I look at the stage where the panel of experts is sitting; each of them renown in their respective professional field.
I see a college president, a university scholar, a state politician, an urban planning activist, a foundation president.
And she is in the middle. Groomed and poised as the professional young woman she is becoming.
She takes the microphone and introduces herself, her affiliation as a student of political science at Marygrove College, and then says: “I am an American, and I am undocumented.”
The room is riveted.
Dayanna Rebolledo is 19 years-old. Her earlier thoughts of dropping out of high school, like the thoughts of hundreds of other youth in Detroit, are still haunting her.
For many of her childhood years depression and isolation drove her body and spirit.
“In my heart, this was my country. But, it was while as a senior in high school that I came to believe that I had no future,” she said to me as I was helping her to prepare for her first presentation a few weeks earlier before an audience of nearly two hundred national leaders brought to Detroit by the Kellogg Fellows Leadership Alliance.
Dayanna talked of the fear of deportation she felt while growing up, describing this fear as if it were a ghost walking by her side at every moment, telling her that she didn’t belong, that she had no country at all.
She came to Detroit at a very young age with her parents, a working-poor family from Mexico who sought the dream of the North as their only way to give their children food and education.
“You will go to college someday,” she remembers her mother telling her – when she was allowed to dream.
“But I lived a lie, a constant lie,” Dayanna tells me because of her undocumented status, her voice overwhelmed by tears.
“My friends would ask me why I couldn’t drive and I would say I didn’t like it.”
“They would ask me to go on trips by airplane or train and I would say I didn’t have time.”
“I missed lots of activities the school organized for my class and I couldn’t tell anybody why,” she sighed.
“My depression only deepened, until that day.”
She recollects that day, “I saw this young man from Iran saying it, in front of everybody,” Dayanna said as her eyes lit up and her voice grew excited as she began to explain. It was a pivotal and cathartic experience, her first encounter with empowerment.
She heard this 18–year-old say it: “I am undocumented.” And, he said it loud and clear in a room full of other people. He said it publicly.
That’s when Dayanna began to dream again.
“I think it must be like what any gay person feels when they come out of the closet,” she paused while lifting her eyes to meet mine. “It’s a feeling of liberation, of finding others like myself, of discovering a community that can struggle together.”
Into the Light … and Back Into the Darkness?
Her rebirth resulted from an invitation to attend the “Coming Out of the Shadows” event organized by One Michigan, a local grassroots organizing effort that encourages undocumented youth to find their inner power and turn our society’s offer of hopelessness into leadership for a better America.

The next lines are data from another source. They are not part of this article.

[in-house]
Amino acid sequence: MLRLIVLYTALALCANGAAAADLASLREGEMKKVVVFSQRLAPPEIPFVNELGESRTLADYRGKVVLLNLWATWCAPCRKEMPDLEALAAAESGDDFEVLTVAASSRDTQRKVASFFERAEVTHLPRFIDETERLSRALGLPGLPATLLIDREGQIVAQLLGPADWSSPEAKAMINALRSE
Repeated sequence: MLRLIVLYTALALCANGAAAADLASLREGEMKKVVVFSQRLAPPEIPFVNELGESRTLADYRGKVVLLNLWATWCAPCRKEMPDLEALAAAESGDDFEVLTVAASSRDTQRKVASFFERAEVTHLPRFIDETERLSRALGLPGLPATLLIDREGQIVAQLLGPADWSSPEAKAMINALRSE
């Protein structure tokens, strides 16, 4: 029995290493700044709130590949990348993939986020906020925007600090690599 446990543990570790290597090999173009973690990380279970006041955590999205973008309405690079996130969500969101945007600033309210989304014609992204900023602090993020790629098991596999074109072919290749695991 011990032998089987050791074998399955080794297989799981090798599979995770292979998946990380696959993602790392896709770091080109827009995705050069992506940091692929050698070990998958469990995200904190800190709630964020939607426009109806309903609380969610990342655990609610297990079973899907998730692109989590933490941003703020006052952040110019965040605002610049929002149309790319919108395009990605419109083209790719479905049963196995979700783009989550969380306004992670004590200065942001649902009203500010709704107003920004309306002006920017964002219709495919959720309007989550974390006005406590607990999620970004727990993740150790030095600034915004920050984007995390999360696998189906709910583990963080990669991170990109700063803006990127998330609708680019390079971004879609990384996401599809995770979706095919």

One Michigan and similar other organizations in almost every town of America are the driving force behind rallying support for the Dream Act, a bill that would create a path to citizenship for undocumented youth.
They organize emergency actions to rescue youth from deportation—like the successful case of Ivan Nikolov, a 22 year-old “Dreamer” who came to Detroit as a toddler from Russia.
They bring themselves in masses to Lansing and Washington DC, and the day before President Obama announced his executive order known as Deferred Action last June, Dayanna and hundreds of Dream Act organizers were protesting and holding sit-ins at local Obama administrative offices and at The White House for the eighth time in three months.
There have been relentless immigration raids and massive deportation of families under the first two years of President Obama’s administration.
In fact, he earned the name “Deportation President” by these communities. Fear was everywhere for Latinos, Middle Eastern, Africans, and other immigrants in Detroit.
Dayanna is one of several Marygrove College students whose deportation would be suspended by the President’s Deferred Action. The college administration has partnered with a prominent business leader to provide the legal and community support these young dreamers need in their application process.
Over 1.4 million young people in the nation may get work permits and legal status …
… but only for two years.
In two years all may go back to darkness – unless the re-elected President, in whom Latinos have entrusted their hopes by giving him 71% of their vote, honors his promise.
I know President Obama will be reminded again and again — as many times as necessary — of the promise he made to Latinos and other immigrants who have helped build this country. I know he will be reminded again and again of the promise he has made to our youth, the future of this country.
Like Dayanna, they have come out of the shadows. And nothing is going to stop them.